Joshua Richter, MD: Whenever we discuss data, we always say that you can’t compare trial to trial, and then the next thing we do is compare trial to trial. It’s a little difficult to talk about studies like DREAMM-9 and belantamab plus Rd [lenalidomide, dexamethasone] without talking about the GRIFFIN study and the MAIA study and adding daratumumab [Darzalex] in there. We’ve gone full circle. It used to be that Total Therapy was the way to go, and then everyone mocked Arkansas for doing Total Therapy, and now we’re back to where we started. This is Total Therapy but with novel agents. When we started to combine more of them as an evolution, the 4 drugs didn’t seem to be better than the 3. But now with the antibody-based therapies, we can enhance efficacy without adding significant toxicity.

Approaches like DREAMM-9 and belantamab plus Rd [lenalidomide, dexamethasone] are very interesting. But these are quite early, so both studies only had about a dozen patients. While it’s extremely encouraging, we need long-term data to follow up. The 1 interesting thing about DREAMM-9, in terms of looking at other dosing strategies, is that belantamab appears to be better tolerated when given at a longer interval, every 4 to 6 or even 8 weeks as opposed to the standard 3 weeks. In the upfront setting, where you have the other drugs doing part of the heavy lifting, I feel a little more comfortable about giving the belantamab every 2 months as long as you’re giving the RVd [lenalidomide, bortezomib, dexamethasone] with it. They’re very interesting studies and part of finding the optimal dose and dosing strategy for the drug, but we need a little more follow-up.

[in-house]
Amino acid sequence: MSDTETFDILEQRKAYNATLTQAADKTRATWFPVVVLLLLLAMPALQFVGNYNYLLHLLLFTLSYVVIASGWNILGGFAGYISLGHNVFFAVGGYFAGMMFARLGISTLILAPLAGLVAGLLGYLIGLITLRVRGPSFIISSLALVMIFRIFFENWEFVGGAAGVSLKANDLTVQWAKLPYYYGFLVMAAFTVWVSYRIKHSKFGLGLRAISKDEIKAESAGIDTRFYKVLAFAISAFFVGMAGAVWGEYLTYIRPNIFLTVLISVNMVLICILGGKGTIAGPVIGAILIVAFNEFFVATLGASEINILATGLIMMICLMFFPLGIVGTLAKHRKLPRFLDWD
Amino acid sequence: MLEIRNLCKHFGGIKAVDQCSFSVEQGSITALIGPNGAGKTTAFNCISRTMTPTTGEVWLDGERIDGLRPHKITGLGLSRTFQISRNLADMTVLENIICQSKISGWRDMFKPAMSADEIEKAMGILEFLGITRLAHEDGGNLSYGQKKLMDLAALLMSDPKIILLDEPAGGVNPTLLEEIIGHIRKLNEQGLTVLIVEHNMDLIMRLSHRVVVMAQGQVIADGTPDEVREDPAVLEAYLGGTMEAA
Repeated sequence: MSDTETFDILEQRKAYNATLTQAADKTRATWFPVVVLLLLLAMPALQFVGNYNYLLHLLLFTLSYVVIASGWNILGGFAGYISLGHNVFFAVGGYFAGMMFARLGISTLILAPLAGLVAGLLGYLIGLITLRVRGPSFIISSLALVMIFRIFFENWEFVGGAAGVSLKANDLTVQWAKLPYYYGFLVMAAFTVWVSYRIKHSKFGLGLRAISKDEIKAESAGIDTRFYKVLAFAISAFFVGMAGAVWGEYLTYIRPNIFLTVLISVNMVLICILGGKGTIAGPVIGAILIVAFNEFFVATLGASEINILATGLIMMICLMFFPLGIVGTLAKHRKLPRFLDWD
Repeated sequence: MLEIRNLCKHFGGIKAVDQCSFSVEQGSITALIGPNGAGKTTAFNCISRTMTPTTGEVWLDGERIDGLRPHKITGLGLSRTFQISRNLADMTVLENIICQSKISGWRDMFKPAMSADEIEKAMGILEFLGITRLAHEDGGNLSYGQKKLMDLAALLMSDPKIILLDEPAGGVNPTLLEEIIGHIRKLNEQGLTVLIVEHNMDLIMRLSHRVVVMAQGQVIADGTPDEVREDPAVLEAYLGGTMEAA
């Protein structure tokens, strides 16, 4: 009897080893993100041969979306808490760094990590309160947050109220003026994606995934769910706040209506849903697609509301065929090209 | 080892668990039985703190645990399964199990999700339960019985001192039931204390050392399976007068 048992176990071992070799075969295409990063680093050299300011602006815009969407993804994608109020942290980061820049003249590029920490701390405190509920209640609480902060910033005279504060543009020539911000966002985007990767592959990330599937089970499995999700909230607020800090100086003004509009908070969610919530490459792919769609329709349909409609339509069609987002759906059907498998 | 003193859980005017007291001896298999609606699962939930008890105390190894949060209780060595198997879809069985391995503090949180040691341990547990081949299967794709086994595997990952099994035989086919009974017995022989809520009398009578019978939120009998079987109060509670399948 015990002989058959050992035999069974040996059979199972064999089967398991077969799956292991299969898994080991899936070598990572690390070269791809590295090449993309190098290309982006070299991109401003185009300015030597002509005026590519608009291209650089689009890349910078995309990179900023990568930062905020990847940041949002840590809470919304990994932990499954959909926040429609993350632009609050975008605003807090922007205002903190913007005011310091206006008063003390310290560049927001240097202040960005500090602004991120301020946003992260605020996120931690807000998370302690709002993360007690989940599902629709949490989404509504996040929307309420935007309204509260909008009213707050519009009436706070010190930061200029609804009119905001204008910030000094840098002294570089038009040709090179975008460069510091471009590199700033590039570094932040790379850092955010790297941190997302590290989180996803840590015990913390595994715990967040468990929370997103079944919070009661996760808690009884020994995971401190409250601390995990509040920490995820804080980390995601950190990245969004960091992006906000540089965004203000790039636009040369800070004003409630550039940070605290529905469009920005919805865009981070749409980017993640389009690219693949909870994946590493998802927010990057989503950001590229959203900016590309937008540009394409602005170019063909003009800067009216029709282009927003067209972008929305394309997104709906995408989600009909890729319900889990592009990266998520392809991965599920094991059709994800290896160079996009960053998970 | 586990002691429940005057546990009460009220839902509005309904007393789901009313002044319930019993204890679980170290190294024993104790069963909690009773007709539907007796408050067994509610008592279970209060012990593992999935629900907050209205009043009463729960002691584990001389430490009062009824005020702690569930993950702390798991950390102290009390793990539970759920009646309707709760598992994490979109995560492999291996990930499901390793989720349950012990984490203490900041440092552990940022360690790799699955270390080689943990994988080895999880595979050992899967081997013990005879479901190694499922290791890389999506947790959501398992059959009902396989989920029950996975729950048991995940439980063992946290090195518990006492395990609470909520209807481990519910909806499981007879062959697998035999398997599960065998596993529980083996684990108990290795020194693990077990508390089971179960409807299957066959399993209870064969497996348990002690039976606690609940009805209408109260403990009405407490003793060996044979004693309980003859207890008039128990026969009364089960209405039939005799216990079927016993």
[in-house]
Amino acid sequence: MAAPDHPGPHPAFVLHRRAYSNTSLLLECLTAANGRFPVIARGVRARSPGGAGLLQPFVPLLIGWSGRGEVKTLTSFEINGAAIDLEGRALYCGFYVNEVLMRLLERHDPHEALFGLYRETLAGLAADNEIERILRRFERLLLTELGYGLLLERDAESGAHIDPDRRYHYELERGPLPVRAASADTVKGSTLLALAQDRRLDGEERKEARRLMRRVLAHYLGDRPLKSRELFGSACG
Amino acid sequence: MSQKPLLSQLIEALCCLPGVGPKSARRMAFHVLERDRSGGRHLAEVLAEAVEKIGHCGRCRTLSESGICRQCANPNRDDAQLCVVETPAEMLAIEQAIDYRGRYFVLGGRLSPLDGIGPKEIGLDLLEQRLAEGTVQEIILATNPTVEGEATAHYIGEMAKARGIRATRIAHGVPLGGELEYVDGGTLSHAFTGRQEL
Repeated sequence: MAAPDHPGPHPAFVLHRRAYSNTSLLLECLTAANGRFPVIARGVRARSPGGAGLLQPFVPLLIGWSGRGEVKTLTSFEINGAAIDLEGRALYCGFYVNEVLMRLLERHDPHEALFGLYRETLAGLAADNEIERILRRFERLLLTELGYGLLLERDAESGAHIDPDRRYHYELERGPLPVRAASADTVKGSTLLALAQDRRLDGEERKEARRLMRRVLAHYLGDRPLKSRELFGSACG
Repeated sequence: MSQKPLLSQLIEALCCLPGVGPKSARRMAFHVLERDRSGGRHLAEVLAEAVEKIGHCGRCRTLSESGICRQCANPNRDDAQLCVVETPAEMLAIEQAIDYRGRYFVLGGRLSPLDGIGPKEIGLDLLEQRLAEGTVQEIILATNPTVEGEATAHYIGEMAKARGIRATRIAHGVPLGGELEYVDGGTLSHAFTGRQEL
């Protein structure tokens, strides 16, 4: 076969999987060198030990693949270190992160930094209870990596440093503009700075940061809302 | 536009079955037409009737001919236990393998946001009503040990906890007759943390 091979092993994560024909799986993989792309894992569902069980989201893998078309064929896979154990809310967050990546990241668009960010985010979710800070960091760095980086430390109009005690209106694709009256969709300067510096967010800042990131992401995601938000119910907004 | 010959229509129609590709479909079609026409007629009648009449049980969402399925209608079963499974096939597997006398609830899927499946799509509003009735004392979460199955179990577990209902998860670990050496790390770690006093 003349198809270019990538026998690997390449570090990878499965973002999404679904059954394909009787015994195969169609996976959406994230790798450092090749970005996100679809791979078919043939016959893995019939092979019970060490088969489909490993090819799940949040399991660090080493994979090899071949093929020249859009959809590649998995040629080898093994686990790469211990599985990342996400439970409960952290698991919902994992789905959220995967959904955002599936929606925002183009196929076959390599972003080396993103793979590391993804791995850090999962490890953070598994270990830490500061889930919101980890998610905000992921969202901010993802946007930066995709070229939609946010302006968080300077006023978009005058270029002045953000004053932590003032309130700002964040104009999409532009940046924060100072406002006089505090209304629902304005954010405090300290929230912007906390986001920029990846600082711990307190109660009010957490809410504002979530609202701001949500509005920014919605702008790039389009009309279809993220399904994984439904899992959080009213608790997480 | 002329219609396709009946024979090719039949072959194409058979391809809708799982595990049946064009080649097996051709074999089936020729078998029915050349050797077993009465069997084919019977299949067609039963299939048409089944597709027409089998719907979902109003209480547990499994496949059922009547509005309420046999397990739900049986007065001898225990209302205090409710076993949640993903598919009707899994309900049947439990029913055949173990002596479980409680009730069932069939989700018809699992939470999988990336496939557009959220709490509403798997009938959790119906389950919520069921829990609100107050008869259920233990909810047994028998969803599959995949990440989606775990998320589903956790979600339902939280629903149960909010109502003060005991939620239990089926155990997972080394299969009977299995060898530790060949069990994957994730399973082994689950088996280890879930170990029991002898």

Nina Shah, MD: Yes. I agree. It’s interesting to bring all these things quickly to the front. It’s going faster than you’d ever be able to imagine. Ola, thinking about using belantamab in either the relapsed setting or upfront, how long do you think is the optimal duration? How do you assess response? Is there anything different about it vs other drugs that you have experience with?

Ola Landgren, MD, PhD: It’s not that different in terms of evaluating response. It would be the blood test that we do on a monthly basis when we have patients coming in for injectable infusions. If you have a longer interval with belantamab, if you combine it with RVd [lenalidomide, bortezomib, dexamethasone], as Josh mentioned, you’d still have the patient coming in for the RVd [lenalidomide, bortezomib, dexamethasone], so you’d probably check the labs in between anyway. I don’t think there’s a big difference. When it comes to the optimal duration of response, there’s no book to make the answer clear. The FDA [Food and Drug Administration] historically have probably approved drugs if the clinical benefit is about 6 months compared with whatever the control arm is. But if you pick a weak control, it can be easier to beat that. I don’t think there’s a simple answer to that question.

Nina Shah, MD: Yes. With all the choices, it’s hard to know the best thing to choose, or in which spot.

Transcript Edited for Clarity